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JOHANNESBURG – The Vodacom #CodeLikeAGirl programme is growing by leaps and bounds and is inspiring more young girls to enter the Science, Technology, Engineering and Mathematics (STEM) fields. Vodacom plans to train 1 500 young girls in coding in this financial year, bringing the number of girls trained through this programme to 4000 since 2017. This is a testament of the growing importance of this initiative which is designed to bridge the gender digital gap in South Africa.
The Vodacom #CodeLikeAGirl programme is aimed at encouraging girls to explore careers that require coding skills in Science, Technology, Engineering, and Mathematics (STEM) fields and industries. Not only does it help develop coding, but the programme also teaches girls valuable life skills, under the guidance of accomplished mentors who are passionate about technology.
The #CodeLikeAGirl programme was launched in 2017 in Tembisa, teaching coding skills to 20 girls from schools in the area. Since then, it has expanded to Mozambique, Tanzania, Democratic Republic of Congo and Lesotho, which is testament to its immense success and popularity.
STEM careers, also known as the jobs of the future, help drive innovation, social wellbeing, inclusive growth, and sustainable development in society.
However, not enough women enter STEM careers. Around the world, STEM graduates are still overwhelmingly male. A Unesco report, titled “Cracking the code: Girls’ and women’s education in STEM” found only 35% of STEM students in higher education globally are women. Young women also comprise only 3% of students in engineering or information and communication technology (ICT).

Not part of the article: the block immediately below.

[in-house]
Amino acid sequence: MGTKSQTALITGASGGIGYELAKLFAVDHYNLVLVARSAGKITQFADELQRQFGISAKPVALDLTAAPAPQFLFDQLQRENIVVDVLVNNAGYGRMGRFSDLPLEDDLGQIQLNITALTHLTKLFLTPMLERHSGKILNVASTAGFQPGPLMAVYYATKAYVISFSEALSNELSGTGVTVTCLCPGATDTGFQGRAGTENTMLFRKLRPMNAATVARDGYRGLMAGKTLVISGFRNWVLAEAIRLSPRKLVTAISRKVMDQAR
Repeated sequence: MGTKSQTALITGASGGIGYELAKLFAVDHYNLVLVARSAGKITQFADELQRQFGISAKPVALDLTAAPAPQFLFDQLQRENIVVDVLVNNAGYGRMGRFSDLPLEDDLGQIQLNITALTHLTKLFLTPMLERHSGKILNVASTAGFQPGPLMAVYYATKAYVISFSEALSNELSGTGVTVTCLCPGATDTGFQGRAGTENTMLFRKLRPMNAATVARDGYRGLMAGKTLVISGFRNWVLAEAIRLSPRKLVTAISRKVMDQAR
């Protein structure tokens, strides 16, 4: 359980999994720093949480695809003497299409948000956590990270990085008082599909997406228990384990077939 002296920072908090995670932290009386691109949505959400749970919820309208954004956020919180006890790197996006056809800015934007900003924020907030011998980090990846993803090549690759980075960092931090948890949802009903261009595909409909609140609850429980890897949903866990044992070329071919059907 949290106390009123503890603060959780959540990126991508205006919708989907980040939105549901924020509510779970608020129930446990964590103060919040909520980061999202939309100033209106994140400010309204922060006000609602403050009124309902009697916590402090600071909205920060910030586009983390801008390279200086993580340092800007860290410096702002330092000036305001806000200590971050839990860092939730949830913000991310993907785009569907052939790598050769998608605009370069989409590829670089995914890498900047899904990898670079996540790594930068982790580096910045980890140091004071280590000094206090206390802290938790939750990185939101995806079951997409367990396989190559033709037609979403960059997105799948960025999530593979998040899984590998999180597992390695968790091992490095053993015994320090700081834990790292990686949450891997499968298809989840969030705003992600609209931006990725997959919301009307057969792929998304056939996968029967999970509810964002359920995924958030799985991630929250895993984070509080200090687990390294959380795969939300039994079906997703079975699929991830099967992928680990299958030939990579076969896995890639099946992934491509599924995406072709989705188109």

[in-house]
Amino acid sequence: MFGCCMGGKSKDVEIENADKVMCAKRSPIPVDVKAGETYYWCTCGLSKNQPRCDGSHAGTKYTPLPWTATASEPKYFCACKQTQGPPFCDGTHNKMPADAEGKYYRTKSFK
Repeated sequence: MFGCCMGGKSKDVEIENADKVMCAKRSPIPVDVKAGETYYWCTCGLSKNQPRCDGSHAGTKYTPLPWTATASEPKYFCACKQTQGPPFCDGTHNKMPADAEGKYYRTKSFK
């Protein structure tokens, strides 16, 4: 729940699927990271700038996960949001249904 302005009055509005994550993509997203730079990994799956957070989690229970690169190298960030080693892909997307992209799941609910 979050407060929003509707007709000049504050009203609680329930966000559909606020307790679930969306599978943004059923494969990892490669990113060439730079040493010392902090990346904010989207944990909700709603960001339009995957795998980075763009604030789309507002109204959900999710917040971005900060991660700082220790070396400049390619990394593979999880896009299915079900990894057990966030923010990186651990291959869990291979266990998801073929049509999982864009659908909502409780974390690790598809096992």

Speaking at the first day of the 2022 edition, Njabulo Mashigo, Human Resources Director for Vodacom South Africa, said: “Vodacom wants to address the underrepresentation of women and girls in STEM education and careers, and we’ve seen the immense difference #CodeLikeAGirl makes to these girls, which is why we are building on the programme each year.
“The gender disparity in STEM is alarming, especially since these are the jobs of the future. By teaching high school girls how to code, we’re opening their eyes to sequential thinking around problem-solving and stimulating creativity and design skills.
“As part of our Vision 2025 strategy, Vodacom is on a journey to becoming a technology company or ‘techco’ from a telecommunications operator, or ‘telco’. We believe that planting a seed now, we are preparing our industry for a technology ready future. Girls need encouragement because traditionally, they aren’t thought of as innovators. With the right skills and a confidence boost, girls will feel empowered to aim for the skies – whether that’s literally as pilots or astronauts, or as software developers, engineers, statisticians, or architects.”
By the end of the programme, each of the girls will be able to develop their own websites and present their work to the rest of their coding class.
“The world is becoming increasingly reliant on digital technology, which is why coding skills are so prized. With digital transformation, we are seeing a higher demand for jobs with STEM skills, such as coding. Median wages in STEM careers are more than double that of non-STEM occupations. STEM careers are also expected to grow at more than double the rate of other occupations soon.
“Most people aren’t aware that half of all computer programming positions are in industries such as finance, healthcare, and manufacturing. Coding has become such a critical skill that it elevates a candidate’s chances not only of landing positions but also of commanding higher salaries,” concluded Mashigo.”